Planning aids and information for forthcoming comets
The MPC also has a list of the last observation for all comets. Electronic observers should try and observe any comets that have not recently been observed according to the CBAT but which are expected to be within range of their equipment. Negative observations are also useful. In addition, the MPC has orbital elements for unusual asteroids, many of which have cometary orbits.
Download Richard Fleet's GraphDark software for graphically displaying comet (and other object) visibility. Latest version is 2.05, 2007 May.
Download William Schwittek's CometWin software for generating comet ephemerides and visibility diagrams. [Updated 2002 March 5]
Download Solex, N-body solar system dynamics software.
Visual and visual equivalent magnitude observations should be sent to me at <jds [at] ast.com.ac.uk> in simple text format. Visual observers can use the BAA visual report form to log observations. To avoid the use of multiple formats the ICQ format , which uses special keys to code observation particulars, is now standardised as the one to use for submission and archiving of observations. The ICQ have not updated their observation keys since 2010, so these additional keys are suggested for use when submitting observations to the BAA (updated 2017 January 4). Crni Vhr Observatory has launched the Comet Observation Database which allows entry of observations in ICQ format, and plots of light curves. Visual observations entered using this system should be emailed to me at the end of the month. Observations are usually analysed and sent to TA as soon as possible after the end of the month; any late observations will be used in subsequent analyses. Observations will continue to be published by Guy Hurst in The Astronomer magazine in TA format. There is also a visual drawing form. The German comet group also has a computer program that will correctly format observations for the ICQ [2009 December].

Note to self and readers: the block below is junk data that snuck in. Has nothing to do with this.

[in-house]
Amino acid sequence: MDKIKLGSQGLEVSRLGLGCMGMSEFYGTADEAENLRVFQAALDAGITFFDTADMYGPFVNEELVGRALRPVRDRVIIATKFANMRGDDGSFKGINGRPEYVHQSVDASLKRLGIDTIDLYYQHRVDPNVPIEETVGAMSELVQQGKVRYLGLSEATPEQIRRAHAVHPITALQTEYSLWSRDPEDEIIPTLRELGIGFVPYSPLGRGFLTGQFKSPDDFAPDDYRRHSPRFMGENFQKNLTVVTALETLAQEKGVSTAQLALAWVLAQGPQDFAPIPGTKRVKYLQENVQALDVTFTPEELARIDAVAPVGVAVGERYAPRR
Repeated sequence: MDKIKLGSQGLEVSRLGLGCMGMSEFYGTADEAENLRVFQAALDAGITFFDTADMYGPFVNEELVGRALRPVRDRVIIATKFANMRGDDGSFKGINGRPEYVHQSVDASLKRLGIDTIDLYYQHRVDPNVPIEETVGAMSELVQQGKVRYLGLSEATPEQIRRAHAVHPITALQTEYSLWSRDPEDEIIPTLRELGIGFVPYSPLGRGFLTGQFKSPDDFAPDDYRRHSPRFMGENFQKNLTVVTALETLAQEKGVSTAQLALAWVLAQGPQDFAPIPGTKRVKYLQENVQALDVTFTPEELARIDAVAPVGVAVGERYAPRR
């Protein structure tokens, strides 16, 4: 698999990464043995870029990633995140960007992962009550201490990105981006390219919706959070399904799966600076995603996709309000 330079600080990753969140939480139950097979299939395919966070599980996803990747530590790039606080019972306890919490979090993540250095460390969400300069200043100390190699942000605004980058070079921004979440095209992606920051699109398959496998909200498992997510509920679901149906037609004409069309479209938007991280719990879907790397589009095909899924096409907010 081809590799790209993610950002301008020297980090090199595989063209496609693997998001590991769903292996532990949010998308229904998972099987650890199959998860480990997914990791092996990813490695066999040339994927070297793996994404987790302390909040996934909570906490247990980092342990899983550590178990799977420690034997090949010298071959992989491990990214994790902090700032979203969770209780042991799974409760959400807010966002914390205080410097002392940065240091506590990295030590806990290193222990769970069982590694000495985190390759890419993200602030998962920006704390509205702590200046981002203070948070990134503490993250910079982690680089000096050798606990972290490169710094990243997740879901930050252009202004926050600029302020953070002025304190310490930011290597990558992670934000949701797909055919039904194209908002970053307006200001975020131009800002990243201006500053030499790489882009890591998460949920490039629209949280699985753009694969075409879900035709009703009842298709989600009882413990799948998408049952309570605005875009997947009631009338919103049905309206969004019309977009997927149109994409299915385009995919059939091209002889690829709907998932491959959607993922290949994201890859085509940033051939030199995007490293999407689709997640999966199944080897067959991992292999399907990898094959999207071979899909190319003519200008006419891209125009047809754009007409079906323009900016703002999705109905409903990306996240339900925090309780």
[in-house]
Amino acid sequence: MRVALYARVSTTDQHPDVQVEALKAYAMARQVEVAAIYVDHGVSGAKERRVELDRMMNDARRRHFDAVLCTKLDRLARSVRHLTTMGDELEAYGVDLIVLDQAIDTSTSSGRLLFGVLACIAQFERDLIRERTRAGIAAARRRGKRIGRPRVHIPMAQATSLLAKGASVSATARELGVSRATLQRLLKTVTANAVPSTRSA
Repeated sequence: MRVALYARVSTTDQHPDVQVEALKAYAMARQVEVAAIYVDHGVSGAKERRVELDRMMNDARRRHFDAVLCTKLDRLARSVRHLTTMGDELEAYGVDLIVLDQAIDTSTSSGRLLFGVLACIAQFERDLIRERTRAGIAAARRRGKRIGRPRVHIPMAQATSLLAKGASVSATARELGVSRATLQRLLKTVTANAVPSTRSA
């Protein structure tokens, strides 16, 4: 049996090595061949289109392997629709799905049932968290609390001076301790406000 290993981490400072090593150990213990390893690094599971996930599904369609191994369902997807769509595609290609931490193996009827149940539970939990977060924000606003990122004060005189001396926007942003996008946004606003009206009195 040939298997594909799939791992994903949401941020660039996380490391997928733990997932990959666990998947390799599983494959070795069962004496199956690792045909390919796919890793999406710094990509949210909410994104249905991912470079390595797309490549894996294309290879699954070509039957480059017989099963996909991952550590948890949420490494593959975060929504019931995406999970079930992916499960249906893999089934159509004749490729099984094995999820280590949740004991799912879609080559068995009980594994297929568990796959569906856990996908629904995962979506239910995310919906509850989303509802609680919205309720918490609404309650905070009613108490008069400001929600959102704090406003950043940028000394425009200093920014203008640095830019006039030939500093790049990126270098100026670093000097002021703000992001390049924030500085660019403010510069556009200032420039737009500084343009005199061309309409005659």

Images should be sent to Denis Buczynski.
Regular contributors include James Abbott, Jose Aguiar, Alexander Amorim, Nicolas Biver, Denis Buczynski, Paul Camilleri, Matyas Csukas, Roger Dymock, John Fletcher, Marco Goiato, Juan Gonzalez, Bjorn Granslo, Kevin Hills, Nick James, Werner Hasubick, Heinz Kerner, Carlos Labordena, Rolando Ligustri, Michael Mattiazzo, Maik Mayer, Antonio Milani, Martin Mobberley, Jose Navarro Pina, Gabriel Oksa, Mieczyslaw Paradowski, Stuart Rae, Walter Robledo, Tony Scarmato, Willian Souza, David Strange Johan Warrell and Seiichi Yoshida, several of whom contribute observations from their colleagues.
Warning I receive a large number of emails containing viruses or other junk. Please try and make clear that your message is legitimate, otherwise it may be deleted without being read. It is advisable to use your own name, rather than an alias, in the 'from' field and use an obvious, recent subject.
Many thanks to those that regularly access this page for your interest. If you have any comments, suggestions for improvement or find any problems, please email the visual co-ordinator, Jon Shanklin, at j.shanklin @ bas.ac.uk. If you need to phone me, my home number is +44 (0)1223 571250 or my BAS number is +44 (0)1223 221482. Snail mail will reach me at the British Antarctic Survey, Madingley Road, CAMBRIDGE CB3 0ET, England. For information about my work with BAS see my web page at BAS.